Opinion: Anti-racist agenda needs to be at the center of the electoral debate and provided for in the Budget

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Of the multiple inequalities that structure Brazil, racial inequality occupies a central place. Affecting more than half of the Brazilian population, it means substantially worse living conditions and opportunities for black people compared to white people.

The data are eloquent in pointing out this disparity: the average income of black people is little more than half that of white people, and their poverty rate is more than double that of them, making up 75% of the poor.

The homicide rate of black people is almost triple that of white people, and they have fewer years of schooling and a higher rate of illiteracy. A dramatic scenario aggravated by the pandemic that, as acknowledged by the CPI, affected more black people. In addition to getting sick and dying more, they lost more jobs and income, which led to record racial inequality in the labor market.

This abyss is not born by chance: it is the work of centuries. Forged in slavery, it remained largely thanks to the action or omission of the Brazilian state.

The examples are plentiful: whitening policies, inequality of educational and work opportunities, police violence, underfunding of public services, persecution of artistic, cultural and religious manifestations of African origin, the dissemination of the myth of racial democracy. Added to them is a certain intellectual apathy, which contrasts class with race and ignores gender, as if economic development alone had the power to resolve structural racism.

There will be no true nation as long as this state of affairs —unconstitutional, by the way— continues. And it cannot, under any circumstances, change naturally. This reality can only change when the State assumes an explicitly anti-racist stance.

Thus, it is essential that the country’s reconstruction process has anti-racism as its guiding principle.

After years of destruction of public policies, daily hit by ineptitude, negligence and authoritarianism, it is necessary to place the improvement of the socioeconomic conditions of the black population at the center of state action. The minimum expected from the rulers of the blackest country outside of Africa is that their plans and budgets are built based on the specificities and needs of this population.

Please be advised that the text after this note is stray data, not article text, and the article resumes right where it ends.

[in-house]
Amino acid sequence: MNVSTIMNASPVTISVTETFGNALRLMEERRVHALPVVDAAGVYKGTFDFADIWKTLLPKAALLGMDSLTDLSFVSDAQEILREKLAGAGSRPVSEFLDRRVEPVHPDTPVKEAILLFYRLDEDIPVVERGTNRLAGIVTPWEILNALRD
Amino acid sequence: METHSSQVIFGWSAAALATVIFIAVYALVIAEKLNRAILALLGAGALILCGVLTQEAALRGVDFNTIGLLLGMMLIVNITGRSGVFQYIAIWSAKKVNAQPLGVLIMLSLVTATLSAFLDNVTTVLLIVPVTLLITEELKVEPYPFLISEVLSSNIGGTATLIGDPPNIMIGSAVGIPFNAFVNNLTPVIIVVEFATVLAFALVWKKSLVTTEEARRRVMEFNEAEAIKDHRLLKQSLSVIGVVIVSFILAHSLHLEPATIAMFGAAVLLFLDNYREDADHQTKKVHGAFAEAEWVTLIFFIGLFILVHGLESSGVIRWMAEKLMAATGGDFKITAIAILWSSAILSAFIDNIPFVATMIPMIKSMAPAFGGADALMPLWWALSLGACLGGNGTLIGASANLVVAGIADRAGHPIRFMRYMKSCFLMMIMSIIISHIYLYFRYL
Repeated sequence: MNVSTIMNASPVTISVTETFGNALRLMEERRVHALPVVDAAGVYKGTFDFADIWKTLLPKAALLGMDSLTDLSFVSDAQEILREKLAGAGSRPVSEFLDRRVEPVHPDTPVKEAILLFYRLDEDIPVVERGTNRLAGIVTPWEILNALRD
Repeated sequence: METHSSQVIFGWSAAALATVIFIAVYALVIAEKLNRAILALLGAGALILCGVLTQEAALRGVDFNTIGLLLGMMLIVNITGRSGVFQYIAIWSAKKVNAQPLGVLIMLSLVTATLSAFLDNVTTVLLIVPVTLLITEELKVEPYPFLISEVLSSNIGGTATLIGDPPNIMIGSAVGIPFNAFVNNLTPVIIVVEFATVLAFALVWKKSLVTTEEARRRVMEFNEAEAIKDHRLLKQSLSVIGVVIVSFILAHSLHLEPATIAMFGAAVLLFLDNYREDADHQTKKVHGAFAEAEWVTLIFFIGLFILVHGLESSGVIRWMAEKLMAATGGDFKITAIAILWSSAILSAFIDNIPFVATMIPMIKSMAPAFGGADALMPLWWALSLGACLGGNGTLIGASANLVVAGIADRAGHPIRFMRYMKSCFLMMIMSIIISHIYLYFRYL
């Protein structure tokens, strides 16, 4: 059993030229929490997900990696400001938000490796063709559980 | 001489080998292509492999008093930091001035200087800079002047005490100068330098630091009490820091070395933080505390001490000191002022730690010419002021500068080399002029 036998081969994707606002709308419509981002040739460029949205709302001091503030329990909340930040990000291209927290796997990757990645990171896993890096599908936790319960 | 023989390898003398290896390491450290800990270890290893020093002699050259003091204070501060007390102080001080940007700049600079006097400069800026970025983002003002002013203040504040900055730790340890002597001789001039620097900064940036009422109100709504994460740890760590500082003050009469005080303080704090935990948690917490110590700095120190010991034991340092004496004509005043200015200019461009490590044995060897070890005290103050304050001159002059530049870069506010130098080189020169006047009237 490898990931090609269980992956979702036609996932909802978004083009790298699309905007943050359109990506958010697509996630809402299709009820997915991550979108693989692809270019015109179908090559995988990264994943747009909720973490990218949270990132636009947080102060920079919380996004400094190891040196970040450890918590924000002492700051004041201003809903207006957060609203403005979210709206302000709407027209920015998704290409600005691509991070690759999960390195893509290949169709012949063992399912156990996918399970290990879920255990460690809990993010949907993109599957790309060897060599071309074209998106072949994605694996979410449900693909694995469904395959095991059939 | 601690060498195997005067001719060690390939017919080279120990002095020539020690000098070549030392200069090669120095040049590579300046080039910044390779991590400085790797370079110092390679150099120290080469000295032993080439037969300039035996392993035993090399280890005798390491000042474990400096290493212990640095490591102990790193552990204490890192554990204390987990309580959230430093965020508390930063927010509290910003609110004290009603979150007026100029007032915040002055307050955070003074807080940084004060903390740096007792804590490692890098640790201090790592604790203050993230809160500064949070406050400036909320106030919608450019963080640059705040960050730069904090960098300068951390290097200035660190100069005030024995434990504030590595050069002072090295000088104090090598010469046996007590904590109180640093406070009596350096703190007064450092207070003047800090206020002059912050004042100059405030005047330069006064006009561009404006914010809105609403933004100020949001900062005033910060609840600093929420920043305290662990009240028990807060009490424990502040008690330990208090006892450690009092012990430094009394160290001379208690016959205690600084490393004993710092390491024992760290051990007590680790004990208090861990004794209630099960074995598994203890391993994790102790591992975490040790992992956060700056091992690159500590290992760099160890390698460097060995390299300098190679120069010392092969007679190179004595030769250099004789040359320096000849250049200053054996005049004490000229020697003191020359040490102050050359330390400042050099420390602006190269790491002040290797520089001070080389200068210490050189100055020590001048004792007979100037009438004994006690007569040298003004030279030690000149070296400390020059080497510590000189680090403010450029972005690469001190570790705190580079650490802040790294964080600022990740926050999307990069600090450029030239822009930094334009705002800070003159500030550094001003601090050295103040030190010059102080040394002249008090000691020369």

This challenge will require meticulous planning, high-level political and managerial articulation, in addition to confronting normalized privileges.

And it will require, in particular, budgetary space. This implies, first, promoting profound reforms in the current fiscal framework, which makes it impossible, for all practical purposes, to build and improve any relevant public policy. It implies re-discussing the tax system, which proportionally burdens black people more. It implies rescuing and expanding policies for the promotion of racial equality, which are now practically exterminated from the budget, explaining the portions of the budget aimed at guaranteeing their rights, which allows for ex ante and ex post social control.

There will only be democracy if the Budget supports the humanization and citizenship of the black population.

And this debate cannot only start on January 1, 2023. On the contrary, it must start immediately and be the central theme of the next presidential campaign. It is unreasonable to postulate the highest office in the Republic without making a firm commitment to a concrete plan for promoting equity and combating racism. Black Brazilians are fed up with being foundlings in their own land.

On the eve of 200 years of Independence, it is necessary to reflect on what we were, what we are and what we intend to be. Any reconstruction project that deserves this designation will have to take the fight against racial inequalities as the foundation of public intervention — and not as an accidental cut. It is time for the State to stop being silent in the face of this agenda, because if we have made little progress towards a substantive racial democracy, the time has come to make it happen.

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